Asteroids aren't just for dodging anymore. Less than a year after a company called Planetary Resources announced plans to survey, then mine, asteroids, a second company has set out its plans to turn orbiting piles of cosmic rubble into rocket fuel, solar panels, and trusses for spacecraft hundreds to thousands of miles above Earth.
Suddenly asteroid mining has the potential of becoming a competitive field.
The ultimate goal is to make space exploration and development more affordable by obtaining fuel and construction material from easy-to-reach sources that flit past Earth all the time, rather than the costlier method of hauling everything up from Earth.
As a start, representatives of Deep Space Industries (DSI) on Tuesday outlined the company's plans to launch small prospector missions to asteroids beginning in 2015. A year later, the firm plans to launch its first sample-return mission, which aims to bring back samples of an asteroid not by the cupful, but in 60- to 150-pound quantities.
Such amounts not only would present a bonanza for the research community. They also would provide pristine test material for mining, refining, and manufacturing techniques the company is developing for use in space.
To company chairman Rick Tumlinson, DSI's ultimate goals represent a logical next step beyond government-sponsored exploration programs. He drew an analogy between NASA's human-spaceflight program and the Lewis and Clark Expedition under Thomas Jefferson, which was followed by a westward flow of settlers.
"We are the settlers and shopkeepers" heading into this latest frontier, he added.
Over the past 32 years, astronomers have discovered about 9,000 near-Earth asteroids, largely with the goal of assessing the risk of a collision with Earth. But among those 9,000, about 1,700 require only about as much energy to reach as a trip to the moon – an alluring prospect for cosmic prospectors interested in exploiting the asteroids' resource potential.
For all the various elements asteroids may provide – from platinum to iron and silicon – perhaps the most immediately valuable resource they carry is water ice, which can be used to make rocket fuel.
Therein lies the early money, according to officials with DSI and with Planetary Resources.
One early market, DSI officials say, could well be communications satellites. These run out of fuel long before their hardware fails. Although in principle these satellites could be refueled, sending that fuel from Earth is prohibitively expensive. So, before their tanks run dry, they must be sent to graveyard orbits where they won't collide with other satellites and become space junk. Fuel manufactured in space from water ice liberated from asteroids, however, could extend the operating life of a satellite.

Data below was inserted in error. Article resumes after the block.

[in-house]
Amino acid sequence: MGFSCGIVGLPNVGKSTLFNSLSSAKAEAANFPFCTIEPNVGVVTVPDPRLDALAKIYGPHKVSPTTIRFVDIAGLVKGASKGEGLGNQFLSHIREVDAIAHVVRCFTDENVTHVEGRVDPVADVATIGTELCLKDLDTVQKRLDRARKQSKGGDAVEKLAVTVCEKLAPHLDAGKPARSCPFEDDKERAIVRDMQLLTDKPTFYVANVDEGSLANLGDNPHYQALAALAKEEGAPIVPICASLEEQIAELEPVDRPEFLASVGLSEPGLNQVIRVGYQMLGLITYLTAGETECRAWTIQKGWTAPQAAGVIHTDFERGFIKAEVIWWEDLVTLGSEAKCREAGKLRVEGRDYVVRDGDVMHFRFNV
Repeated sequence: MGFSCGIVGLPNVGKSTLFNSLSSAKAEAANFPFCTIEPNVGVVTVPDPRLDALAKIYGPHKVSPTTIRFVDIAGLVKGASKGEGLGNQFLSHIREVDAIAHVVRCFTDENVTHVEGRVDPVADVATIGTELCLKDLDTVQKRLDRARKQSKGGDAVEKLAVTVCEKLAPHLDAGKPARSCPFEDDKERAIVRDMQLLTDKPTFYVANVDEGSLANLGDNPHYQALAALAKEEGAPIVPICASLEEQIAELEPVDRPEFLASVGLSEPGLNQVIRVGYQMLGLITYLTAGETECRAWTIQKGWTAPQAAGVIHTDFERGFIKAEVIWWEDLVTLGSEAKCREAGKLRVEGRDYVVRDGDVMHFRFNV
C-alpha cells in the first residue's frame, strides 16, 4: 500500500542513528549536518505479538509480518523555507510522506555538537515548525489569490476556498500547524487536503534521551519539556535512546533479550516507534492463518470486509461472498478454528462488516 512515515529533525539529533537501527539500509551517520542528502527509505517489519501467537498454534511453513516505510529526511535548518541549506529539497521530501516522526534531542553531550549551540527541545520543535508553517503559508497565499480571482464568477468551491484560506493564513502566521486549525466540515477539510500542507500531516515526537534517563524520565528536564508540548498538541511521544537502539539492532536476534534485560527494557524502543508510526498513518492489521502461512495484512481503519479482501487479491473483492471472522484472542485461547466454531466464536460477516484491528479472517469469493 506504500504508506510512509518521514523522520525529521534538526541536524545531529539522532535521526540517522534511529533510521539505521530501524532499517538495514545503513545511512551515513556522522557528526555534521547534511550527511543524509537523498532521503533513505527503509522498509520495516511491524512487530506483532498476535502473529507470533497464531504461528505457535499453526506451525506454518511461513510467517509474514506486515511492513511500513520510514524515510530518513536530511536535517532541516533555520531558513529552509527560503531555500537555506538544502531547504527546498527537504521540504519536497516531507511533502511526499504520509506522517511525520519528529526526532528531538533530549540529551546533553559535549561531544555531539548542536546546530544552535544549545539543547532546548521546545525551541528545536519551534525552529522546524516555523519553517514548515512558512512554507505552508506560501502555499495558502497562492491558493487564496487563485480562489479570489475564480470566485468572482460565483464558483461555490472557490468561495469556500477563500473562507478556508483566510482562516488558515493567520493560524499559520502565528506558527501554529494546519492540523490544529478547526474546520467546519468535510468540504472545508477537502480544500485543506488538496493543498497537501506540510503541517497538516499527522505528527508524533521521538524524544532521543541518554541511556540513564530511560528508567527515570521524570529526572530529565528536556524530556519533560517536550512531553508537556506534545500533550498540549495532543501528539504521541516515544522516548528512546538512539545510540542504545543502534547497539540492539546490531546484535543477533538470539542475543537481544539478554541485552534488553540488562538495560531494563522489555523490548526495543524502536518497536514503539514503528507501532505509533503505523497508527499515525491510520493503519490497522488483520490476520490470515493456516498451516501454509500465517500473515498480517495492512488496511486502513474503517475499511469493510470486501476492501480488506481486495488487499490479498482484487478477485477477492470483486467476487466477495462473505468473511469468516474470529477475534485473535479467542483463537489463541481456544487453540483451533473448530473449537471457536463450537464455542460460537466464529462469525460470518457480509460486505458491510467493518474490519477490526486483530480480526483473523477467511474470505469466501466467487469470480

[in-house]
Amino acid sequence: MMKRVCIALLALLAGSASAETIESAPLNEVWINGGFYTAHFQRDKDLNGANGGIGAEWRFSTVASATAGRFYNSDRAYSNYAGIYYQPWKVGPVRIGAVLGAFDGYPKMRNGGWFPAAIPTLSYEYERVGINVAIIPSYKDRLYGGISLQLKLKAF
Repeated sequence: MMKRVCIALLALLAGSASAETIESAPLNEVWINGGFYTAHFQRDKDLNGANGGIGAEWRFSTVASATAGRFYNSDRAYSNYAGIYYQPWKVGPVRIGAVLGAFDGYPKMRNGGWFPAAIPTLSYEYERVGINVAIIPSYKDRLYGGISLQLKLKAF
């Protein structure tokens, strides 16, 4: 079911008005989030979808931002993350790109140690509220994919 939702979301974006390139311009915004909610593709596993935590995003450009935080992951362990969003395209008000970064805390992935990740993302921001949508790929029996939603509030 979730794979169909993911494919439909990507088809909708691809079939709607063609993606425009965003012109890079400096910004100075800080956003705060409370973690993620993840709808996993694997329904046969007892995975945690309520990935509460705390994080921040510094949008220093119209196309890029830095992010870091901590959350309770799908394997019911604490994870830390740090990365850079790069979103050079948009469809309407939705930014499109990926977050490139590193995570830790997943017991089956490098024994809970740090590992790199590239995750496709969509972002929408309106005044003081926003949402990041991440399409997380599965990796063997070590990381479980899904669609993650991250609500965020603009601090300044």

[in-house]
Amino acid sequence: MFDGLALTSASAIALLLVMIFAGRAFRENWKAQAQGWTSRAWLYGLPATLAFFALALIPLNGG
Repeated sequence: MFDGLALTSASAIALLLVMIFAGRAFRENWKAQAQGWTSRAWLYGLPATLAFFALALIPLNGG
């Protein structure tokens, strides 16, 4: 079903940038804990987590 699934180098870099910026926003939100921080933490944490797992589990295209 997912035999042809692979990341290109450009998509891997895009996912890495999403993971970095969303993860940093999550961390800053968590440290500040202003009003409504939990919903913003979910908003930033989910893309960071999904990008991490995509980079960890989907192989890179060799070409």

Each month of additional service is worth another $5 million to $8 million to a communications-satellite operator, notes David Gump, DSI's chief executive officer.
The ability to make and pump fuel in space also could cut the cost of a mission to Mars, he adds.
The near-term objectives DSI has set for its missions in 2015 and 2016 appear more aggressive than those Planetary Resources set for itself.
Where DSI plans to launch sample return missions beginning in 2016, Planetary Resources is focusing on two types of small but powerful space telescopes for use near Earth. One type would orbit continuously, alternating its gaze from space and the hunt for undiscovered asteroids and other cosmic objects to Earth for various remote-sensing tasks. Similar telescopes with added propulsion could be used to intercept asteroids that are discovered shortly before a close encounter with Earth. A third, more-capable class, would be sent to take the measure of distant asteroids.
For private mining enterprises to thrive in space, however, you need more than a few robotics engineers, deep-pocketed investors, an d a ride into space, some specialists say. You also need a legal framework that defines property rights in ways that give investors confidence that the stake you claimed won't get jumped, leaving you with no recourse.
Under the 1967 Outer Space Treaty, for instance, no country can lay claim to another celestial body, including an asteroid. But it was silent on the issue of individual claims to a chunk of space rock.
The 1979 Moon Treaty was supposed to close that gap, notes Frans von der Dunk, a law professor at the University of Nebraska at Lincoln who specializes in space law. Among other things, the treaty bans individual or corporate ownership of any celestial object. The only organization that can claim jurisdiction must be international and governmental.
But the treaty "has remained a dead letter except for a few countries of minor space-faring status," he says. The big players want to keep their options open.
At the moment, outside of compliance with any applicable US laws, no law prevents either company from mining asteroids, Dr. von der Dunk explains. Nor is there a law to prevent anyone from landing a monster scoop next door and mining the same ice-rich deposit of rubble.
That could change as either company, or any additional entries into the moon or asteroid-mining arena, get much closer to scraping space dirt.
Indeed, the time to start crafting some form of property-rights regimes for space is now, rather than later when more capital has been invested in the mining business, von der Dunk suggests. Wait too long, and incentives to act could be thwarted by those vested interests who would prefer a more Wild West approach to mining.
The time to devise "a sensible and balanced regime" for exploiting space resources is well in advance of "the first actual activities," he says.